Open Hearts, Closed Doors: Immigration and the Eclipse of Protestant Cultural Authority in AmericaRoundup
tags: religion, immigration, Protestantism, ethnic history
Nicholas T. Pruitt is an Associate Professor of History at Eastern Nazarene College in Quincy, Massachusetts. His work explores the connections between U.S. religion, culture, and politics during the twentieth century.
At the outset of the twentieth century, white Protestants still held a tight grasp on the cultural and social resources of the United States. Public school classrooms began each day with largely Protestant prayers, local stores closed on Sundays, national political leaders touted the centrality of Christian ideals to American identity, and an expanding overseas empire aimed to extend the reach of Christian civilization. For many Americans, such religious aspirations blended seamlessly with American cultural norms of personal enterprise, a shared English language, and democratic principles. This boldly Protestant orientation would not last.
As the twenty-first century unfolds, Protestants still hold a disproportionate amount of power, but schools no longer expect prayer from their students and it is now common to see a mosque or Hindu temple along the highway. Even long-standing Protestant denominations have surrendered much of their power to newer evangelical groups and coalitions. While Protestants still claimed a majority of seats in the 116th U.S. Congress (convened in 2019), the 163 Catholic, 34 Jewish, ten Mormon, five Orthodox Christian, three Hindu, three Muslim, and two Buddhist members of Congress showed a more apparent diversity. Scholars and pundits alike acknowledge the role more recent immigration has played in redefining America’s cultural and social identity. Robert P. Jones’s 2016 book The End of White Christian America examines such trends and draws attention to demographic shifts, both racial and religious, that are occurring in the United States. Twelve years earlier, political theorist Samuel P. Huntington went so far as to lament these same developments in his book Who Are We? No matter how one interprets these changes, the social and cultural landscape of the early twenty-first century United States is much more diverse than it was a century earlier.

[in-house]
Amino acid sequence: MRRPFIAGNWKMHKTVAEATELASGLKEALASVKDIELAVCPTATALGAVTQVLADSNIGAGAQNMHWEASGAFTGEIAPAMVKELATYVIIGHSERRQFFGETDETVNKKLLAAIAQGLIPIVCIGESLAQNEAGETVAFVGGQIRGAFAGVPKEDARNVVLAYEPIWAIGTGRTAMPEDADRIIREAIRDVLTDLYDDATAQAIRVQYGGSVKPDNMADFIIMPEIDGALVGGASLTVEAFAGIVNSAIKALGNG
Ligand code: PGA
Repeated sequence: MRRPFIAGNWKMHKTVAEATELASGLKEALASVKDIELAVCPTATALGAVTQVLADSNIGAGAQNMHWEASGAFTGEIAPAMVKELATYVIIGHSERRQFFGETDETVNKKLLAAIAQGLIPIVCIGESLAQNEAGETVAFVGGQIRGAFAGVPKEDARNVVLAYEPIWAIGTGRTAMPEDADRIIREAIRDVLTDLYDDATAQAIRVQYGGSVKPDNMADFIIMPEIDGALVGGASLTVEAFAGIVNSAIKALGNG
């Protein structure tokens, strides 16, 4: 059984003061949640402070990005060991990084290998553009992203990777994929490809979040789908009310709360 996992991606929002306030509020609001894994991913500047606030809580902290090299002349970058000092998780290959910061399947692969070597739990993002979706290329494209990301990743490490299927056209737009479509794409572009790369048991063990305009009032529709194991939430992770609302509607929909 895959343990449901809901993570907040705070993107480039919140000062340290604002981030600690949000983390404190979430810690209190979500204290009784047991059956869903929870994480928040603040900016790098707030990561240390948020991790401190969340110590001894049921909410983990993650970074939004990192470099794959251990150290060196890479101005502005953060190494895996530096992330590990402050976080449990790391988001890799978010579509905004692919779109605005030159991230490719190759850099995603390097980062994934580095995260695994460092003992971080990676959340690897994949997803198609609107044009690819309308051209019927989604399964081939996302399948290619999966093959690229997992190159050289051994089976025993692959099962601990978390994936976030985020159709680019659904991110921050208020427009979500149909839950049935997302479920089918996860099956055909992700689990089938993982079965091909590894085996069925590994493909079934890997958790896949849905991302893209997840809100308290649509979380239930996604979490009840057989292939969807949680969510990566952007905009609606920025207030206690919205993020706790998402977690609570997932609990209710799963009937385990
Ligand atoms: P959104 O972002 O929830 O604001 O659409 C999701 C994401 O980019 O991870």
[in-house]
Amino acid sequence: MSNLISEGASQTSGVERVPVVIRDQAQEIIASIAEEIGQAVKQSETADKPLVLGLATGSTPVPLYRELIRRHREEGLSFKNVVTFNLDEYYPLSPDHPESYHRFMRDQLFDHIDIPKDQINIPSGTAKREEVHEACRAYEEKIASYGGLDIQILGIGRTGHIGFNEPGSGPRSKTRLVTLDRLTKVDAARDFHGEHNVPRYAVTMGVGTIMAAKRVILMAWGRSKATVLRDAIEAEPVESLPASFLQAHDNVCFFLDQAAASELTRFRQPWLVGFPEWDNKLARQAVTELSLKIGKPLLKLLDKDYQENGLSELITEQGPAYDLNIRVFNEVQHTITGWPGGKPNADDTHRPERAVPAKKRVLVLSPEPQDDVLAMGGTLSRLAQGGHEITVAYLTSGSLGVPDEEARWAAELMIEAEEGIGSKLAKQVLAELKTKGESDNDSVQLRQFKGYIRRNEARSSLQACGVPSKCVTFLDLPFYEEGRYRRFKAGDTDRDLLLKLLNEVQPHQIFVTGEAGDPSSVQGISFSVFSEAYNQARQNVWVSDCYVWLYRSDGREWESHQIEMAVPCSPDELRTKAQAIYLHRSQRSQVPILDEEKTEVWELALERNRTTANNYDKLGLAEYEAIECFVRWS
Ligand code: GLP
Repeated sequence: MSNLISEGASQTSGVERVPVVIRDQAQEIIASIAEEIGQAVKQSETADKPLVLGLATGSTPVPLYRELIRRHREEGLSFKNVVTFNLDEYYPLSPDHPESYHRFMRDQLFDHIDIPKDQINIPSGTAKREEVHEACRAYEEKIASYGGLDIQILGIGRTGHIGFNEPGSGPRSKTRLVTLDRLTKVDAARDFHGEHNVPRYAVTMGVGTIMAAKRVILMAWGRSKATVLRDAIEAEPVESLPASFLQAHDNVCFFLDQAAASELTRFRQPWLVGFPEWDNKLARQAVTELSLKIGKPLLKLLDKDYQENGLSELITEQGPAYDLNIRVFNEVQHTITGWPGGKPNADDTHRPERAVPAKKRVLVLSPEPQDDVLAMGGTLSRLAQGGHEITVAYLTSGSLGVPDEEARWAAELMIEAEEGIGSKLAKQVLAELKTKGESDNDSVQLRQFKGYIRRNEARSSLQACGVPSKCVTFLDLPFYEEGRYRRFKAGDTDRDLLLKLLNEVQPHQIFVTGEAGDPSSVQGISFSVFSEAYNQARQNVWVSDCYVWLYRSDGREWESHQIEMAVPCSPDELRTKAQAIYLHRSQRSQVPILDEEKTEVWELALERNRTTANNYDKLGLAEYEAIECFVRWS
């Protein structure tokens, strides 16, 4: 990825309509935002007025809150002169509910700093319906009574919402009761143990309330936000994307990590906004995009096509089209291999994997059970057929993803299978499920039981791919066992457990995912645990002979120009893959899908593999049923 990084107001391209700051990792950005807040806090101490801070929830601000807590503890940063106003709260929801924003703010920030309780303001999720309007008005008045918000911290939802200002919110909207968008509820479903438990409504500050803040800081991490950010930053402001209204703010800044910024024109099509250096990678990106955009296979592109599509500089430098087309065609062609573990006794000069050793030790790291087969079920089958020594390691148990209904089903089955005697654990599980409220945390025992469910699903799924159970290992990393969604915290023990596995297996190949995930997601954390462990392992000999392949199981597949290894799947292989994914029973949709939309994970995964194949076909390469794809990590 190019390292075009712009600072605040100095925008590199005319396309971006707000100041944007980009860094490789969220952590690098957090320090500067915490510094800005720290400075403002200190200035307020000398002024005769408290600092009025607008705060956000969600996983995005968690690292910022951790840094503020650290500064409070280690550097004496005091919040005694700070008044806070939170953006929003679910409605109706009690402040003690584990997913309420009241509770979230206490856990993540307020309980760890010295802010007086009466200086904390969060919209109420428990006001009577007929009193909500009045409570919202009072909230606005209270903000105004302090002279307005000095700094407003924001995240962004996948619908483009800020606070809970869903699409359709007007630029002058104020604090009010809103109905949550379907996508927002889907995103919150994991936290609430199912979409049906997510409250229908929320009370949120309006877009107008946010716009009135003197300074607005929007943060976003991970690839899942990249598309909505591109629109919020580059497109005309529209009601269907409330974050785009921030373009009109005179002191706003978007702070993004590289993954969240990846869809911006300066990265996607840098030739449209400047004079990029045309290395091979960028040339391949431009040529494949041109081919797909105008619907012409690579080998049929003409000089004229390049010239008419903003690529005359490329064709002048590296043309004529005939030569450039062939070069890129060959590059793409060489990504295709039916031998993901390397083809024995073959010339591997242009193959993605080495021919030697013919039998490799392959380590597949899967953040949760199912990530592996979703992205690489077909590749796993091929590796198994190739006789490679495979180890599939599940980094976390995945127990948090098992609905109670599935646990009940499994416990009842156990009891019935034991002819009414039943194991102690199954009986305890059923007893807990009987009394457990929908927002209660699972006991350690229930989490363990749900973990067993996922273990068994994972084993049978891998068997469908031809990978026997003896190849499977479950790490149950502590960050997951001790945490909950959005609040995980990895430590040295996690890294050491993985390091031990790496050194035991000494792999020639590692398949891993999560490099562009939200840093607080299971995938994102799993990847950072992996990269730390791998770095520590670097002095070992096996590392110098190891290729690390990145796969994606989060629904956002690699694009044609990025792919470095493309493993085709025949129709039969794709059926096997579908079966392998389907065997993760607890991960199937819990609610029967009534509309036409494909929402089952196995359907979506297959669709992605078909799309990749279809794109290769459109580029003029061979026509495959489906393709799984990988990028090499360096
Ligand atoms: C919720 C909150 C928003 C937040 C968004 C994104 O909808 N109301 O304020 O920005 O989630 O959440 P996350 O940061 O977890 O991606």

This coming change was not evident to the Protestant figures and politicians who gathered at a 1961 consultation to discuss immigration policy. Religious leaders representing most mainline Protestant denominations met with key policymakers in Washington, DC for two days to discuss immigration reform. Attendees believed the nation’s immigration policy during the last four decades had enforced forms of racial discrimination that favored some nationalities over others. These liberal Protestants joined a chorus of voices at the time calling for the dismantling of the national origins system, thus allowing for more diverse groups of people to enter the country. Despite the pushback they would receive from their more conservative constituents, those in attendance were convinced that the nation could maintain a Christian identity while still tolerating the cultural diversity that accompanied immigration. Many in attendance also believed that the Cold War demanded liberal reform in order to distance the United States from the godless totalitarianism practiced in the Soviet Union. The themes of Protestant relief and Cold War concerns all converged in an endorsement the delegates received while at the 1961 conference. “Consultations such as this focus attention upon an issue that is important to both our international standing and our national self-respect,” declared President John F. Kennedy in a statement sent to the gathering. “You who assume the daily burden of guiding the oppressed and the orphaned people of the world to productive and satisfying lives under the banner of freedom deserve our thanks.”
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